Sport biomechanics studies the effects of forces and motion on sport performance. Using laws and principles grounded in physics that apply to human movement, athletes and coaches can make sound decisions for developing efficient sport techniques.
In this photo, former Olympian Dr. Ralph Mann presents a biomechanics analysis of hurdling to coaches at the IAAF/USATF Sprints and Hurdles Academy. (DWood Photo)
When coaches understand how forces work on muscles and affect motion in sports, they have a clear advantage over those who lack this knowledge and its applications. Athletes who know the basic concepts have a rationale for learning the correct way to execute skills. Knowing the reason behind learning a challenging technique gives them more motivation to master it.
The key to success is finding effective instructional cues that help the athlete achieve correct mechanical technique. Coaches with a command of mental training tools and sports training principles can help athletes make amazing things happen on the field.
Anatomy and physiology lay the foundation for biomechanics and kinesiology, areas of study about human movement. With a command of these areas, coaches can:
The laws and principles of sport biomechanics are particularly helpful for designing training activities that match the mechanical demands of sports. For example, these principles help answer questions about the similarities between weight training exercises and sport movements and provides a rationale for which exercises a coach might include in the training program.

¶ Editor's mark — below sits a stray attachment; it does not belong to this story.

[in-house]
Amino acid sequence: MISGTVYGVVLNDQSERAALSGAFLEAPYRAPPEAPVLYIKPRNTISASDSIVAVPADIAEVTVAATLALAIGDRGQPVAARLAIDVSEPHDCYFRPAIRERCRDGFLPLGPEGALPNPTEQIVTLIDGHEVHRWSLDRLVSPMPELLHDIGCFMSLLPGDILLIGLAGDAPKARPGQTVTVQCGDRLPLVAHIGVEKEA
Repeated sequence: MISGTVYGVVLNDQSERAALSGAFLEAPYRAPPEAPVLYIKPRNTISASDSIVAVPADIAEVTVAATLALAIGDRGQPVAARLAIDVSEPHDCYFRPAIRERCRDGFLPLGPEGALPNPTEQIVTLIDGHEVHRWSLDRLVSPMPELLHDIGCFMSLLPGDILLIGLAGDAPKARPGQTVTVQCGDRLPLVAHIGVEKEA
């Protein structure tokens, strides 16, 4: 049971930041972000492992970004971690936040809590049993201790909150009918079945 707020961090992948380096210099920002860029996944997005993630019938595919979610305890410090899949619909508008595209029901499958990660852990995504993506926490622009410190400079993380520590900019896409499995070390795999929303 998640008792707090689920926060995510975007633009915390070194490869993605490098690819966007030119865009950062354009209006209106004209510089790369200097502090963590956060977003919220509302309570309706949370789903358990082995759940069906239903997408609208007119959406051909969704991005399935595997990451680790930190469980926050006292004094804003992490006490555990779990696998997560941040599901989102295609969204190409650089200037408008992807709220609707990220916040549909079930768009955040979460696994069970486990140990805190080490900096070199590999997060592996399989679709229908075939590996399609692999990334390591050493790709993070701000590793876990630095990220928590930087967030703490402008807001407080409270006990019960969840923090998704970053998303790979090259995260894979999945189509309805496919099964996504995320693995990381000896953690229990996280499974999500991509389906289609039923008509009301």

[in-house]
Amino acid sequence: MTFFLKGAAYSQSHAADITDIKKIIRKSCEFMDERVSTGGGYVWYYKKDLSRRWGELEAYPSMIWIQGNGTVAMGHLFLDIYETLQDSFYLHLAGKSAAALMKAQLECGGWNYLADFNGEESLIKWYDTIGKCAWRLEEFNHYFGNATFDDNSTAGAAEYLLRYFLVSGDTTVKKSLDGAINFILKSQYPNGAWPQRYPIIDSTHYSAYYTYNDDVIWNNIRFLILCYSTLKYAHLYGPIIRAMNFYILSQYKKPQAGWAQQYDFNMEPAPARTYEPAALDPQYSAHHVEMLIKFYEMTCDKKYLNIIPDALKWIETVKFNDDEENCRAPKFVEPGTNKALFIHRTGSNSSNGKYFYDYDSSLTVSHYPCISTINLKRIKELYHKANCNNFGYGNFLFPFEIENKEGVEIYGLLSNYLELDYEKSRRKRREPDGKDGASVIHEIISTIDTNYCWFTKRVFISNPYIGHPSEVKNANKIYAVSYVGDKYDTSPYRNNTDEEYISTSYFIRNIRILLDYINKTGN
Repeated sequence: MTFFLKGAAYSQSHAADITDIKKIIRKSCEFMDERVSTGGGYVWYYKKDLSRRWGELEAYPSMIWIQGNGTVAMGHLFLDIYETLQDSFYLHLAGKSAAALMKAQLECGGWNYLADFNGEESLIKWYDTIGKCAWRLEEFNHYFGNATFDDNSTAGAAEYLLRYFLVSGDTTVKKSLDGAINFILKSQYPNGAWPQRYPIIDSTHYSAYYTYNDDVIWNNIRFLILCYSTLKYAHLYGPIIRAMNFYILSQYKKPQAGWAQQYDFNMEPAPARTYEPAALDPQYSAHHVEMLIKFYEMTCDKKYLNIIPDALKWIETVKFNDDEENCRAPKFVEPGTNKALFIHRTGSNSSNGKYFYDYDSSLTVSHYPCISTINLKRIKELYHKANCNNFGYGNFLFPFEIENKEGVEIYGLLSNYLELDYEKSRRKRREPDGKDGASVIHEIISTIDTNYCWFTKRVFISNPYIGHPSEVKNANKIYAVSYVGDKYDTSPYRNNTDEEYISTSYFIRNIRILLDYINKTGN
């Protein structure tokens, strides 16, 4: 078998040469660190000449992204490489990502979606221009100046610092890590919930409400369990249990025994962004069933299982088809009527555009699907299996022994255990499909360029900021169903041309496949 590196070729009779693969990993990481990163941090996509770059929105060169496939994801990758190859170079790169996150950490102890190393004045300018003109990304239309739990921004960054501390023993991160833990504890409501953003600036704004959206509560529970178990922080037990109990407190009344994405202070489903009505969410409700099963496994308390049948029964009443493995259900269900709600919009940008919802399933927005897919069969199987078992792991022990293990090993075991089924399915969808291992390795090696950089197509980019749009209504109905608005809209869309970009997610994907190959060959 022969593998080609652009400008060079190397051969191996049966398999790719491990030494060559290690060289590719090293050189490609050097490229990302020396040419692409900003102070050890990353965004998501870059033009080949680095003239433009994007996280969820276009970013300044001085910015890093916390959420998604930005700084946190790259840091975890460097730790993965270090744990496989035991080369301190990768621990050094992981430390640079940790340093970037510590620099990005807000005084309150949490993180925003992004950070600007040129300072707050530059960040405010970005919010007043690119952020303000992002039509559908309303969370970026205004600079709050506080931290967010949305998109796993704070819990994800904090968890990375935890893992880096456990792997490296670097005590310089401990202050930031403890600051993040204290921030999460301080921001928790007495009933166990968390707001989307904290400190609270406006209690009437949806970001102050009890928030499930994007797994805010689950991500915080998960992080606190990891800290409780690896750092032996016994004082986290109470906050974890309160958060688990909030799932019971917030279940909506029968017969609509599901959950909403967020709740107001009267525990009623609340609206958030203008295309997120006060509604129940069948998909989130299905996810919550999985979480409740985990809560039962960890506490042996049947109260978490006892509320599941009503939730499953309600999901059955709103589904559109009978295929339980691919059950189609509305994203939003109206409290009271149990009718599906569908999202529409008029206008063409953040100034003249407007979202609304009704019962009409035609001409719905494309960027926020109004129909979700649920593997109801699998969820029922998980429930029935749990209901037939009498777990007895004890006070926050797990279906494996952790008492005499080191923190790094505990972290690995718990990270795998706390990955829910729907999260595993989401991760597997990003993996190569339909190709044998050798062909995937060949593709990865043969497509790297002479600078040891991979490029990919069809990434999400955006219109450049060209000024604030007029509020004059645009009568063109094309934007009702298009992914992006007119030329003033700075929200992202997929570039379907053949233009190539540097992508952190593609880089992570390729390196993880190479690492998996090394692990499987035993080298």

There are several professional associations that provide sound research-based information in this field. One of the most prominent is the International Society of Biomechanics in Sports. They strive to bridge the gap between research and coaching.
The American Society of Biomechanics is a second organization that fosters the exchange of information in diverse fields and addressed both basic and applied research.
Related topics under this heading highlight key applications of mechanical principles for sport performance. Training methods and tips show how to improve skill techniques common in sports, such as running, throwing, jumping, batting, kicking, and maintaining stability whether stationary or moving. These topics also lay the foundation of knowledge for professionals in athletic training, physical therapy, and related health professions.